RS 170 Definitions
Religion: The belief in and worship of a superhuman controlling power, esp. a personal God or
Religious Studies: the academic field of multi-disciplinary, secular study
of religious beliefs, behaviors, and institutions
Myths: The term mythology can refer either to a collection of myths (a mythos, e.g., Inca
mythology) or to the study of myths (e.g., comparative mythology)
Archetypal- original pattern, or model, from which other things—such as institutions, beliefs,
and behaviors—are patterned.
Theology- from the Greek words Theos (god) and logos (reason); the field of study and
analysis that addresses God, the nature and attributes of God, truth, and the moral life in
relation to the church.
Proselytize- the activity of persuading or converting a person from one religion or opinion to
another; a proselyte is one who has been converted from one religion (or no religion) to another.
Hermeneutics- (1) the art and science of interpreting and understanding a written text such as
the Bible or Quran; (2) in philosophical terms, the process of interpretation, whether a text, a
speech, a work of art, or action.
Cultus- from the Latin word meaning "to cultivate" or "to care; a cohesive social group devoted
to beliefs or practices; the basis of the word "cult," and is related to the word cultures. In popular
usage, "cult" has a positive connotation for groups of art, music, writing, fiction, and fashion
devotees, but a negative connotation for new religious movements (NRMs), extremist political
organizations, questionable therapeutic practices, and pyramid business groups.
Anomie- from the Greek anomia, meaning "lawlessness"; popularized in the study of religion by
Emile Durkheim, it has to do with a condition of the individual or society in which normal order is
dissolving or absent, bringing a state of disorientation, anxiety, and chaos.
Culture Industry- was coined by the critical theorists Theodor Adorno (1903–1969) and Max
Horkheimer (1895–1973), and was presented as critical vocabulary in the chapter “The Culture
Industry: Enlightenment as Mass Deception”, of the book Dialectic of Enlightenment (1944),
wherein they proposed that popular culture is akin to a factory producing standardized cultural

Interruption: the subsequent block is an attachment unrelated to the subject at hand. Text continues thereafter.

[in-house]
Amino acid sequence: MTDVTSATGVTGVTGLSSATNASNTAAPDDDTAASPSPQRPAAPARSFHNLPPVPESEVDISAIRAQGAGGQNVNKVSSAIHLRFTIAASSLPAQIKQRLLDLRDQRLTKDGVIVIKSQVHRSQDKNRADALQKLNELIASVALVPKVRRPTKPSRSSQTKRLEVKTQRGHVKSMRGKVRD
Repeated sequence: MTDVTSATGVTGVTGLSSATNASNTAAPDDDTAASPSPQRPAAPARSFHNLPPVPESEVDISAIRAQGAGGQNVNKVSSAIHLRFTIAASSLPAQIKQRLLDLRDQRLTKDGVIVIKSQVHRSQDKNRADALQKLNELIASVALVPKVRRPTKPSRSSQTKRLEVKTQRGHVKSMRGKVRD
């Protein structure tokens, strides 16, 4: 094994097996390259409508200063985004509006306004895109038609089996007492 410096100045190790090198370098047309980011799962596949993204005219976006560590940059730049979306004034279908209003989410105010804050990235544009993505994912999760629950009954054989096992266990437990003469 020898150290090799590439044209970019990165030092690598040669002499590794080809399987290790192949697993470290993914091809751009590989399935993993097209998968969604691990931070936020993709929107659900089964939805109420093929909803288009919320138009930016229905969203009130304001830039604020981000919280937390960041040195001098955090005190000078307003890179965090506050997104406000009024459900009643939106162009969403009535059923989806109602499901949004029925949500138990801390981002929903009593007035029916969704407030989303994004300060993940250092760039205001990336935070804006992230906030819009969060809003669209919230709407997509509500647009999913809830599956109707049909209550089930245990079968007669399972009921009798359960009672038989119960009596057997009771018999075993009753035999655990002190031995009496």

goods — films, radio programmes, magazines, etc. — that are used to manipulate mass
society into passivity.
Commodity- following Marx's social analysis, any good or service produced by human labor
and offered as a product for general sale on the market; in modern economics, anything for which there is demand, but which is supplied without qualitative differentiation across a market
(e.g., milk, gasoline, coffee, rice, sugar, beans, wheat, gold, etc.).
Popular Culture- is the entirety of ideas, perspectives, attitudes, memes, images, and
other phenomena that are within the mainstream of a given culture, especially Western
culture of the early to mid-20th century and the emerging global mainstream of the late 20th and
early 21st century. Heavily influenced by mass media, this collection of ideas permeates
the everyday lives of the society.
Mass Culture- the culture that is widely disseminated via the mass media
Agnosticism- literally, "without knowledge"; refers to the philosophical view that truth claims
based on transcendent, metaphysical foundations (e.g., God, ultimately reality, the afterlife) are
impossible to prove or disprove.
Atheism- the belief that there is no god
Theism- the belief in god
Civil Religion (American)- a sociological concept that explains how moral and spiritual
foundations for modern society remain intact; American civil religion refers to the thesis put by
Robert N. Bellah that Americans hold certain fundamental beliefs, values, holidays, and
rituals, parallel to or independent of their chosen religion.
Genesis- Greek term for "origins" or "birth"; the first book in the Bible.
Panopticon- originally, a type of prison building designed by English philosopher and social
theorist Jeremy Bentham in 1785. The concept of the design is to allow an observer to observe
(-opticon) all (pan-) prisoners without the prisoners being able to tell whether they are being
watched, thereby conveying what one architect has called the "sentiment of an invisible
omniscience." Later developed by the French philosopher Michel Foucault, panopticon refers to
the growing influence of surveillance structure in modern society, from the hospital to the military
to education. In popular culture, closed-circuit television (CCTV) and Internet monitoring have
been branded as panopticon for their ability to oversee human activity with a relative lack of
Hermeneutic Circle- the process used by theologians and ethicists to make moral arguments
using four foundational sources: text (e.g., Bible, Quran, Torah), tradition, reason, and
experience. In this case, the term "hermeneutic" means "interpretative" or "interpreting".
Plato's Cave- an allegory used by Plato to convey his understanding of reality and knowledge.
Epistemology-a branch of philosophy that concerns the nature and ways of knowing; a theory
of knowledge. Ritual- a set of repeated actions that formally expresses a prescribed meaning; examples
include communion rites, marriage ceremonies, hand-shakin